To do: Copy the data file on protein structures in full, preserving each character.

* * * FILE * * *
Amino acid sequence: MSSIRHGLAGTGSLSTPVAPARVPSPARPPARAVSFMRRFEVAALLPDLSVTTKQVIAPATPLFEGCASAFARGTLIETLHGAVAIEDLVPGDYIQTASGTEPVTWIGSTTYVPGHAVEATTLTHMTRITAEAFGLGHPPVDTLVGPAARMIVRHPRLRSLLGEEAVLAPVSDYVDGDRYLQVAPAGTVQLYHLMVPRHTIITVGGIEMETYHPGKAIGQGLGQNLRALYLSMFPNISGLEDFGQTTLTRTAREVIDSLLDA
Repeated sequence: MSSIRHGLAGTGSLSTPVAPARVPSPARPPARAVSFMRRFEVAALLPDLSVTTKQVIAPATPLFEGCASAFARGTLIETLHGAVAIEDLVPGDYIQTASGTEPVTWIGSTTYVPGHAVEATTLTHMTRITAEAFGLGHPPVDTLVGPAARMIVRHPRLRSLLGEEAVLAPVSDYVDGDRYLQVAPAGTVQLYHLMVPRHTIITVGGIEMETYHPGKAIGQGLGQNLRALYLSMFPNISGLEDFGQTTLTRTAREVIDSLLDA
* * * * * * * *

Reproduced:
Amino acid sequence: MSSIRHGLAGTGSLSTPVAPARVPSPARPPARAVSFMRRFEVAALLPDLSVTTKQVIAPATPLFEGCASAFARGTLIETLHGAVAIEDLVPGDYIQTASGTEPVTWIGSTTYVPGHAVEATTLTHMTRITAEAFGLGHPPVDTLVGPAARMIVRHPRLRSLLGEEAVLAPVSDYVDGDRYLQVAPAGTVQLYHLMVPRHTIITVGGIEMETYHPGKAIGQGLGQNLRALYLSMFPNISGLEDFGQTTLTRTAREVIDSLLDA
Repeated sequence: MSSIRHGLAGTGSLSTPVAPARVPSPARPPARAVSFMRRFEVAALLPDLSVTTKQVIAPATPLFEGCASAFARGTLIETLHGAVAIEDLVPGDYIQTASGTEPVTWIGSTTYVPGHAVEATTLTHMTRITAEAFGLGHPPVDTLVGPAARMIVRHPRLRSLLGEEAVLAPVSDYVDGDRYLQVAPAGTVQLYHLMVPRHTIITVGGIEMETYHPGKAIGQGLGQNLRALYLSMFPNISGLEDFGQTTLTRTAREVIDSLLDA